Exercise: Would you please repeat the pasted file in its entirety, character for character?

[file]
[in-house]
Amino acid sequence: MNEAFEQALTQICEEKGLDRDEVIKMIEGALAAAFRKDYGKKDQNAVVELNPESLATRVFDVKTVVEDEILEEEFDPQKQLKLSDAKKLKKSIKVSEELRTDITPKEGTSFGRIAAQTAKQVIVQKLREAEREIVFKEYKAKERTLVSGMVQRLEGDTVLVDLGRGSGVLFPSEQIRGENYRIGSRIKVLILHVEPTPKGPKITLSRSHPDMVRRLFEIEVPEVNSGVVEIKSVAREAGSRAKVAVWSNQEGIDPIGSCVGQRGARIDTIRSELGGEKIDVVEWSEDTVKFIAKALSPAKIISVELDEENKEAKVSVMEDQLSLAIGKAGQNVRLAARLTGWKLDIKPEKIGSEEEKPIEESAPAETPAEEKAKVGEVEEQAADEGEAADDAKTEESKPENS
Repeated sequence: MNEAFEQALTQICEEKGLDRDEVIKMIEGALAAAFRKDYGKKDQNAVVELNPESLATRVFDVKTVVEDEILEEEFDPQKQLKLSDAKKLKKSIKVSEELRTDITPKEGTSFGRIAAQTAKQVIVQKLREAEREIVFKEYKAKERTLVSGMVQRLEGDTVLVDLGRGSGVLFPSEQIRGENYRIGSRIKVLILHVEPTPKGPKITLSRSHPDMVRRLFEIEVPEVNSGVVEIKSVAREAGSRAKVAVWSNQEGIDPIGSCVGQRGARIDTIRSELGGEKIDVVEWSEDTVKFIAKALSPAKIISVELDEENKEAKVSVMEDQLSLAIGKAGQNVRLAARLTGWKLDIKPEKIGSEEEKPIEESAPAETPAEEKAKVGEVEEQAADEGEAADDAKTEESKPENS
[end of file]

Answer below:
[in-house]
Amino acid sequence: MNEAFEQALTQICEEKGLDRDEVIKMIEGALAAAFRKDYGKKDQNAVVELNPESLATRVFDVKTVVEDEILEEEFDPQKQLKLSDAKKLKKSIKVSEELRTDITPKEGTSFGRIAAQTAKQVIVQKLREAEREIVFKEYKAKERTLVSGMVQRLEGDTVLVDLGRGSGVLFPSEQIRGENYRIGSRIKVLILHVEPTPKGPKITLSRSHPDMVRRLFEIEVPEVNSGVVEIKSVAREAGSRAKVAVWSNQEGIDPIGSCVGQRGARIDTIRSELGGEKIDVVEWSEDTVKFIAKALSPAKIISVELDEENKEAKVSVMEDQLSLAIGKAGQNVRLAARLTGWKLDIKPEKIGSEEEKPIEESAPAETPAEEKAKVGEVEEQAADEGEAADDAKTEESKPENS
Repeated sequence: MNEAFEQALTQICEEKGLDRDEVIKMIEGALAAAFRKDYGKKDQNAVVELNPESLATRVFDVKTVVEDEILEEEFDPQKQLKLSDAKKLKKSIKVSEELRTDITPKEGTSFGRIAAQTAKQVIVQKLREAEREIVFKEYKAKERTLVSGMVQRLEGDTVLVDLGRGSGVLFPSEQIRGENYRIGSRIKVLILHVEPTPKGPKITLSRSHPDMVRRLFEIEVPEVNSGVVEIKSVAREAGSRAKVAVWSNQEGIDPIGSCVGQRGARIDTIRSELGGEKIDVVEWSEDTVKFIAKALSPAKIISVELDEENKEAKVSVMEDQLSLAIGKAGQNVRLAARLTGWKLDIKPEKIGSEEEKPIEESAPAETPAEEKAKVGEVEEQAADEGEAADDAKTEESKPENS